Gui Hua Qimen (Osmanthus Keemun)
Black Tea 2022
The classic spicy flavor of Keemun tea blends seamlessly into the soothing character of osmanthus flowers in this sweet-scented spring black tea. The bright golden-orange liquor has a subtle yet persistent florality like a cloud of flowers.
- Tea Origin
- Qimen County (tea) and She County (osmanthus), Anhui Province, China
- Tea Bush
- Qimen Xiaochuyezhong (Qimen Small Leaf Tea Bush)
- Tea Maker
- Wang Fangsheng and Wang Huizhou
- Harvest Time
- Late March
- Plucking Standard
- One bud, one leaf
Qimen black tea from the eponymous Qimen County is famed well outside the borders of Anhui Province and China itself. It’s become a staple member of breakfast blends worldwide, and many black tea drinkers are familiar with its unique sweet-spicy character even if they don’t know its source. Within its home range, this particular flavor and fragrance, found only in tea made from Qimen County’s heirloom tea cultivar, is so distinctive that it’s known simply as the Qimen flavor. That’s why we prefer the early spring harvest of unbroken young buds and leaves that let this character shine at its peak, like the material that makes up the base of Osmanthus Keemun as well as our standalone Qimen Caixia (Sunrise Keemun).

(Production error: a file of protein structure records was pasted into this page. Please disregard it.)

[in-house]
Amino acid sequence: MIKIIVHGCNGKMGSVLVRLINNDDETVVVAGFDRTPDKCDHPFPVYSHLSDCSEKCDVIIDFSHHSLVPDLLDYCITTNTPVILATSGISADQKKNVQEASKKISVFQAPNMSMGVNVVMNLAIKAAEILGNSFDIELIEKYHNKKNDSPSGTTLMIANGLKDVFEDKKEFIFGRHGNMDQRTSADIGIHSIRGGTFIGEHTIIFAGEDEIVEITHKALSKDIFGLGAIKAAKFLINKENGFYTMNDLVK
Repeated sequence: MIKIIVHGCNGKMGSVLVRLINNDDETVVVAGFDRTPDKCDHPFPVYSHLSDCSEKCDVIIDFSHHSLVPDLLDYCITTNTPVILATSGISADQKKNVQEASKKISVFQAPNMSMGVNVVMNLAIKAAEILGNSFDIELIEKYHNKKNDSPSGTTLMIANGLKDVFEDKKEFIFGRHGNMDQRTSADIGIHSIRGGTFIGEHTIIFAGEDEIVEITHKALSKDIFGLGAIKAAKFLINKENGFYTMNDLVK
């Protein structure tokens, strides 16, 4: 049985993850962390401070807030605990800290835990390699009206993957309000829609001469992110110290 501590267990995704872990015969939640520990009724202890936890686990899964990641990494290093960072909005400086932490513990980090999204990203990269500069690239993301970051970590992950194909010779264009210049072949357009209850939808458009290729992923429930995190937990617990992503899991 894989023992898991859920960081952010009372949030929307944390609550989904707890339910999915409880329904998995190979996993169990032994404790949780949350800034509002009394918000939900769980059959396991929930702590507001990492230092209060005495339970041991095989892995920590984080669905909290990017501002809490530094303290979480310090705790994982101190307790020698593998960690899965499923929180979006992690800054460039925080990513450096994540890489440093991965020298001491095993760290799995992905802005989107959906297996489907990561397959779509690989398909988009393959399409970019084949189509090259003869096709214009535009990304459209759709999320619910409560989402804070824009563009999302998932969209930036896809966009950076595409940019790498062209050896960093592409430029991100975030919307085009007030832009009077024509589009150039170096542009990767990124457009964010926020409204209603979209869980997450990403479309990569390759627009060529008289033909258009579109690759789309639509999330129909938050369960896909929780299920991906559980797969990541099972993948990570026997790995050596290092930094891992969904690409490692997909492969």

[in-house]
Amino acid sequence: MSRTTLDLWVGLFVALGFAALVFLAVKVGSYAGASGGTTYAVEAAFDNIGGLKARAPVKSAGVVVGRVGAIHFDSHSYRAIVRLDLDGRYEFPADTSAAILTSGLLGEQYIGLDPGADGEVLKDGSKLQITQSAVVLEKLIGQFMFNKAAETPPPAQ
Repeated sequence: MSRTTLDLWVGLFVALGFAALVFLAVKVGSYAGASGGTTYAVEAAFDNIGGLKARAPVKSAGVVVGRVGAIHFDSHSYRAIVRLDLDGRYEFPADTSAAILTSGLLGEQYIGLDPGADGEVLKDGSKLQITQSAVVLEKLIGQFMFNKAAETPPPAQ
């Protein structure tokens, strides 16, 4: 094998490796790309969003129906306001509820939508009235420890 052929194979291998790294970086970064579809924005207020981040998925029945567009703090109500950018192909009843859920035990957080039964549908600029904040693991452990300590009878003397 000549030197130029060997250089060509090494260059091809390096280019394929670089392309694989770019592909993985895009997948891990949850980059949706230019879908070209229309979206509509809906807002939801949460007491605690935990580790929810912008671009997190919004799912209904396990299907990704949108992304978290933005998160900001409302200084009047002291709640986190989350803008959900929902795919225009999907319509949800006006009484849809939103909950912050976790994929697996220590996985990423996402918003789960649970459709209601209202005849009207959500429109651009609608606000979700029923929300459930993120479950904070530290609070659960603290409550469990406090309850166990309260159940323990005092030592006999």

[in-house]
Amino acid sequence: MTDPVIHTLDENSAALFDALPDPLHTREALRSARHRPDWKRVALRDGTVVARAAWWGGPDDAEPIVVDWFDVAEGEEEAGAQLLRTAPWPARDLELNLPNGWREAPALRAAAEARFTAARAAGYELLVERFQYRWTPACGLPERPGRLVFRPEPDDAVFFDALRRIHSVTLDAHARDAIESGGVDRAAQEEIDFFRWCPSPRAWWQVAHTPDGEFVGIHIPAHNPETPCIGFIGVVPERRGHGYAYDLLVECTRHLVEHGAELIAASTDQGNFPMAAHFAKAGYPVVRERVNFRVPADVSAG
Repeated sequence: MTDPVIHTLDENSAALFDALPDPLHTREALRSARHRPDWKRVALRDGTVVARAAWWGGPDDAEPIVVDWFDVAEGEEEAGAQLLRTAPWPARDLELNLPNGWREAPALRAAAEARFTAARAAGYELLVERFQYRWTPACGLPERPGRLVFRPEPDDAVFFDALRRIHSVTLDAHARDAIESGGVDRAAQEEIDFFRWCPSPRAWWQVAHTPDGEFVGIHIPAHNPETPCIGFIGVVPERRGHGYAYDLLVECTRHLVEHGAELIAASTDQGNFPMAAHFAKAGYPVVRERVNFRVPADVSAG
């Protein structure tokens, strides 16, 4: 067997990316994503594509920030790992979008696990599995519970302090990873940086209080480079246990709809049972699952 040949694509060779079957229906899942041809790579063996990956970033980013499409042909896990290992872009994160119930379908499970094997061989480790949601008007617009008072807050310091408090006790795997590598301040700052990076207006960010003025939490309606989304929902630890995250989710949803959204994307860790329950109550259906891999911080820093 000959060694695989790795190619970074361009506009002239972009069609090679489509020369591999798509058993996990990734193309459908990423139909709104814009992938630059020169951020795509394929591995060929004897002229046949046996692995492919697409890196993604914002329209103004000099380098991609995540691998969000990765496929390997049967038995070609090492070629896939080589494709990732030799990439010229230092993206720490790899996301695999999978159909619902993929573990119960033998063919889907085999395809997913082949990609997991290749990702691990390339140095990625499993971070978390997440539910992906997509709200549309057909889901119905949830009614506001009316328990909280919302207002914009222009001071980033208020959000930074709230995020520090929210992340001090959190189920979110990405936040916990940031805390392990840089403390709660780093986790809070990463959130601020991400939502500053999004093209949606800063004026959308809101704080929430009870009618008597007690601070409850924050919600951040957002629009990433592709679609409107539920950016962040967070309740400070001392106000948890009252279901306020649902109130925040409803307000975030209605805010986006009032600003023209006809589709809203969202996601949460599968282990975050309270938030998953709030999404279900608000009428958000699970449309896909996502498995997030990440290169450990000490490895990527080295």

Of course, we wouldn’t go to all the trouble of sourcing this high-end spring leaf just to cover up that scrumptious Qimen-ness with other aromas. The process of scenting the tea with osmanthus is executed with a delicate touch. It uses kilos of the tiny golden flowers, harvested fresh from osmanthus trees in Huangshan, mixed with genuine Qimen black tea, and then sieved out, repeating the process three times. It’s a slow process that requires the better part of a week to complete.
Osmanthus’s sweet, heady perfume can be powerful. But rather than forming a miasma that draws all attention to the flower, as in many jasmine scented teas, the osmanthus becomes more of a subtle undertone that lets the Qimen aroma play over it with its own florality. So expertly blended and balanced as it is here, it’s hard to tell where the Qimen ends and the osmanthus begins. In perfect complement to the leaf’s complexity, the osmanthus persists through many infusions, balancing the spice with its own unique soothing sweetness and enhancing the overall floral effect of the bright golden-orange liquor.